Plant these types of trees for good luck

Plant these types of trees for good luck

Welcome to our arborist column, “Ask Your Local Arborist.” Each month, arborists from Davey Tree Expert Company will discuss triviairrigation Care And Cultivation tips. If you have a tree-related question, email life@EmbarcaderoMedia or post it in the comments section at the end of this column. Arborists can make house calls, when needed, to evaluate tree-related questions about your property.

Orange trees are associated with prosperity and good luck. During the Lunar New Year, oranges are exchanged as a symbol of good luck and wealth. Image courtesy Getty Images.

credit: Getty Images

Plants and trees can add color and shade to your property – but did you know that there are certain species that are believed to bring luck, wealth and prosperity?

According to the principles of Feng Shui, some varieties, known as “luck” plants, are believed to attract good energy into a space. Outdoor trees can act as a protective barrier against negative energy and noise, while indoor plants can bring harmony into your home. So what trees should you add to your home and landscape?

Traditional “luck” plants and trees

Bamboo tree. In many Asian cultures, bamboo is a symbol of resilience, strength and good luck. It is believed to bring luck, prosperity and harmony.

Money tree. This is perhaps the most popular plant of all, and is often associated with bringing wealth, prosperity and good luck in feng shui practices.

Japanese pine tree. The pine tree is revered in Japanese culture and symbolizes longevity, resilience and good luck.

Orange and citrus trees. These trees, especially in Chinese culture, are associated with prosperity and good luck. During the Lunar New Year, oranges are exchanged as a symbol of good luck and wealth.

Ficus tree. In many cultures, the Ficus tree is believed to bring luck, happiness, and positive energy into a space.

Olive Tree. The olive tree symbolizes peace, wisdom and prosperity and is considered lucky in various cultures. It is often associated with good luck.

As an arborist, I also consider native plants to be “lucky” varieties because they are more resilient, hardy, and require less maintenance than other plants and trees. They will likely be able to tolerate changing temperatures, weather patterns, and local conditions better than “outdoor plants” brought into your garden. So what are the “lucky” trees in the peninsula area?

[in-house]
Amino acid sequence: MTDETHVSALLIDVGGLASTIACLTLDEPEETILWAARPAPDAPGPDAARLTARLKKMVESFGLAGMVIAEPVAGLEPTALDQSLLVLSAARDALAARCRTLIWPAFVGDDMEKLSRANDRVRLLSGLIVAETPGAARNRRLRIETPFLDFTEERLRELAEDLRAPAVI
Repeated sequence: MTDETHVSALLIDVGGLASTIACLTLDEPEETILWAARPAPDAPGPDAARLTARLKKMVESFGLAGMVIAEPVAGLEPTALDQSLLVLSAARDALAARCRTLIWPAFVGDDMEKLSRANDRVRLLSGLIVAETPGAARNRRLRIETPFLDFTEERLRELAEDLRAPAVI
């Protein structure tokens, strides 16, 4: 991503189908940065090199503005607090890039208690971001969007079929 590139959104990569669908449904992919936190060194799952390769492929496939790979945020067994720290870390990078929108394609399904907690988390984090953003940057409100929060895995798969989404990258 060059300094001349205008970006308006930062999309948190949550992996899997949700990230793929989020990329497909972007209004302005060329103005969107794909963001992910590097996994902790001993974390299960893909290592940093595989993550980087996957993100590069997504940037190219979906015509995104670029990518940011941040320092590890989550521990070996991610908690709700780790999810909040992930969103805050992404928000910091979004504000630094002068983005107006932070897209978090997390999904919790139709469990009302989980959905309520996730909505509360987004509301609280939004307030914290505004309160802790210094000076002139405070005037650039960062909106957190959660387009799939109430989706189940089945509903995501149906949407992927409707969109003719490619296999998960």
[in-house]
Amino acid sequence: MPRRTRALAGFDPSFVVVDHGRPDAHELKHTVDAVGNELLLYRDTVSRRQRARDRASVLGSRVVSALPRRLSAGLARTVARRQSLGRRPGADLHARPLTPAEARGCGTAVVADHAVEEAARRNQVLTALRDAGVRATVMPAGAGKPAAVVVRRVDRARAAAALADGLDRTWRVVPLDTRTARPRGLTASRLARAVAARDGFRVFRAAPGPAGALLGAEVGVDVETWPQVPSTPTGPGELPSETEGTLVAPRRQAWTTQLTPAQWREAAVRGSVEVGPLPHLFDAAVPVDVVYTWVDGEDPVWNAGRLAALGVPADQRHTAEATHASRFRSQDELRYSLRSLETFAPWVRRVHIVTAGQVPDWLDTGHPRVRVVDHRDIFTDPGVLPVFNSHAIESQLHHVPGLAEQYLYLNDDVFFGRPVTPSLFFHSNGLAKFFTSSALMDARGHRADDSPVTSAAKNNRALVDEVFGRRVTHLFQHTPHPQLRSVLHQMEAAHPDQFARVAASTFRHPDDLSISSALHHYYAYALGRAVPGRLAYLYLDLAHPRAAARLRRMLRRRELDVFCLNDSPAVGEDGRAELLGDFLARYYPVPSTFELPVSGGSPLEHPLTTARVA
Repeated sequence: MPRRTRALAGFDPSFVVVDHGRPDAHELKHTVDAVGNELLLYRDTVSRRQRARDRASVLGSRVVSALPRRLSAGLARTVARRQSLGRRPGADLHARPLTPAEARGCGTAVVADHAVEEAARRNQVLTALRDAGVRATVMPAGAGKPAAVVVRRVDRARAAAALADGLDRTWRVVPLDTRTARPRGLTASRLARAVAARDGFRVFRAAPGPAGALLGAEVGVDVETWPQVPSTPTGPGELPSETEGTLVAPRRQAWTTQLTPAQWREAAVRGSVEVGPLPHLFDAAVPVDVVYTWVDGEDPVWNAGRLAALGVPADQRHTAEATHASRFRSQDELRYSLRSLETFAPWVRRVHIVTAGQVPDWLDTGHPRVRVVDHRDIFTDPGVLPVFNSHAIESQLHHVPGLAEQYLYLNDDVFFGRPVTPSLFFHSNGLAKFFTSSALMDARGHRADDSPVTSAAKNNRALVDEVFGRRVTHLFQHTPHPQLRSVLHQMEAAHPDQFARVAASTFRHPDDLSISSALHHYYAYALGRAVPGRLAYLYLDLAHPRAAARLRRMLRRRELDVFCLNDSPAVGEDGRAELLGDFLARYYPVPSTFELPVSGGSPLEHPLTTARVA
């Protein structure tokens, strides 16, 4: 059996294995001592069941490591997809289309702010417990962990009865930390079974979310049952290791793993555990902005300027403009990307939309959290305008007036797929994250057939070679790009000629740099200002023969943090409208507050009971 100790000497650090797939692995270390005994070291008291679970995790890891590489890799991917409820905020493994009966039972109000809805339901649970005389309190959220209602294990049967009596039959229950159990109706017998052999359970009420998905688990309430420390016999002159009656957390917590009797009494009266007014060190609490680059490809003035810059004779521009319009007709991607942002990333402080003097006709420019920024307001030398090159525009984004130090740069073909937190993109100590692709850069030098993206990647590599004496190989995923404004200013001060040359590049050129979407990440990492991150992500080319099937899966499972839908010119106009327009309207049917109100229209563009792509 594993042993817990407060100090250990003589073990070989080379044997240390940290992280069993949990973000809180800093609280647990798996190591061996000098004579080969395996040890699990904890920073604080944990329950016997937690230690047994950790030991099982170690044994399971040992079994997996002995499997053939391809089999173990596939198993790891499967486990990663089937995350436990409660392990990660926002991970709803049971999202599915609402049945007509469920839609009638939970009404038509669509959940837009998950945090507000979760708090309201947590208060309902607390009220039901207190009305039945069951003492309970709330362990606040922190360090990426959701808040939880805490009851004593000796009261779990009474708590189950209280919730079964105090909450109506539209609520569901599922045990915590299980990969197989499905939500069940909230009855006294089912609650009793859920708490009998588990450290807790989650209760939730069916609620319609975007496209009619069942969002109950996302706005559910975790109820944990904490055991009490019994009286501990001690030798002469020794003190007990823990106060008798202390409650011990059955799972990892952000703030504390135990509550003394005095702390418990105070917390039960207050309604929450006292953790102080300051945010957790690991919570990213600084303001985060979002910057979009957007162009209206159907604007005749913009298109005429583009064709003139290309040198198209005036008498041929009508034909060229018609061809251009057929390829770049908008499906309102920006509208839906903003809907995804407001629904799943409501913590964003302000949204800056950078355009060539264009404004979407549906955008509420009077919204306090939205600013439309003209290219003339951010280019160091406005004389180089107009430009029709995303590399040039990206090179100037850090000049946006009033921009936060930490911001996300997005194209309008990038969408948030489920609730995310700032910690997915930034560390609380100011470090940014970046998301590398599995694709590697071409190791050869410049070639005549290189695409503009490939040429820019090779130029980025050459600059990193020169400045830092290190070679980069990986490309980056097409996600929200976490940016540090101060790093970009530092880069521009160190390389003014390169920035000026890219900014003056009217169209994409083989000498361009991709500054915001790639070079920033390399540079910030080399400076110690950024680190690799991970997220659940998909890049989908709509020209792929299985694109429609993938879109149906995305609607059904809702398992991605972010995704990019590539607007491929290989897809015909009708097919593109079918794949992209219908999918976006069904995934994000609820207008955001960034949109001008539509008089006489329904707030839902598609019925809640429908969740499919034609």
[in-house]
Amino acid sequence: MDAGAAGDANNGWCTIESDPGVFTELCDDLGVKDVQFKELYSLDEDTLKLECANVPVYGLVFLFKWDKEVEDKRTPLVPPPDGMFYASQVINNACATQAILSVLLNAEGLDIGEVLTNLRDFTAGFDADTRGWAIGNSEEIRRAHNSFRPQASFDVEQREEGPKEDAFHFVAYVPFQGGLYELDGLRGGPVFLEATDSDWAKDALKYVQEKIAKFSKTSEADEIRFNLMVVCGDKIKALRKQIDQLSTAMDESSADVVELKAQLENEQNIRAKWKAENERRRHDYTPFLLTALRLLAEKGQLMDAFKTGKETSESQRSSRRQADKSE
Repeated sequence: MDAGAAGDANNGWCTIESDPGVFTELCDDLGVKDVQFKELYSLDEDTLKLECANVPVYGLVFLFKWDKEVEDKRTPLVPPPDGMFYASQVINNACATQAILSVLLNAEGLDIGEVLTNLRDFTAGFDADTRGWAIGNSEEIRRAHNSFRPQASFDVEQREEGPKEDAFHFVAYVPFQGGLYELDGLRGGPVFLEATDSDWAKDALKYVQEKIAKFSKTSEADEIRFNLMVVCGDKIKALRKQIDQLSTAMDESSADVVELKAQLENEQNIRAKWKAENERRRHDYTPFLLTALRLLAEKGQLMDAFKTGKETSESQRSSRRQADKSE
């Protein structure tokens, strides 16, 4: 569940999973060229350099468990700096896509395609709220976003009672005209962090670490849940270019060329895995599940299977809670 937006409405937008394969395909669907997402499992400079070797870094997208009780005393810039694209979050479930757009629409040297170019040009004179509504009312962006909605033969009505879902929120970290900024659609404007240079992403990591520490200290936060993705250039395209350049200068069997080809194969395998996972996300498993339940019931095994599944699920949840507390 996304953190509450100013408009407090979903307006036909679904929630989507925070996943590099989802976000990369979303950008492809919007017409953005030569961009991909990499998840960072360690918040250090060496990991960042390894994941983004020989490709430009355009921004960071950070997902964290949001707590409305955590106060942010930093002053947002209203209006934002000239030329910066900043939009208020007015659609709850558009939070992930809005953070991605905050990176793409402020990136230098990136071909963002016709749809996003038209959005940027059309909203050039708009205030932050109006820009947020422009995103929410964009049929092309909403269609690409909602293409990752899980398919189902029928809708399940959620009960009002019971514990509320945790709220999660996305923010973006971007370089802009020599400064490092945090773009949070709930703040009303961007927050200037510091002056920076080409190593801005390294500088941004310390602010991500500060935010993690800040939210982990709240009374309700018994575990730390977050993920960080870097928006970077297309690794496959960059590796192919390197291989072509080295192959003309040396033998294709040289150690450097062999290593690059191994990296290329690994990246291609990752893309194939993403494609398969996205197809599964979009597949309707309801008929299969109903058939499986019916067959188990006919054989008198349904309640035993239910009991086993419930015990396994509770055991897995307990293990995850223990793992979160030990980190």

“Lucky” native plants and trees.

California buckeye tree. This native tree shows remarkable resilience due to its ability to adapt to diverse soil types and its ability to withstand periodic drought conditions in our region. Its deep root system and ability to withstand a range of environmental factors contribute to its strength, allowing it to thrive on the peninsula.

Vanilla bush. Not only is the vanilla bush resistant to fire, it also has the ability to regenerate quickly after wildfires. Its deep root system and drought-tolerant habits contribute to its ability to withstand the changing conditions of the region, making it more suitable than many other plants in the region.

Milkweed. This plant can thrive in different soil types. They also play a vital role in supporting local ecosystems, so other species are lucky to have them too! Milkweed is known for its ability to perform well in both sunny and shaded areas, proving that its resilience to growing conditions is one of its strongest factors.

Red buckwheat. Red buckwheat is a very strong choice for well-drained, nutrient-poor soil areas due to its ability to withstand the region’s challenging climate conditions. It is drought tolerant, contributes to soil stabilization and plays a crucial role in supporting local wildlife.

The hummingbird is wise. Drought tolerance and the ability to thrive in different light conditions make this plant very resilient. Its aromatic leaves provide a natural deterrent against animals, and protect other nearby native species.

George Reno is a local arborist at Davey Tree Expert Company in Menlo Park, which serves communities on the Peninsula, including Menlo Park, Atherton, Palo Alto and Redwood City. Reno can be reached at 866-923-5658.

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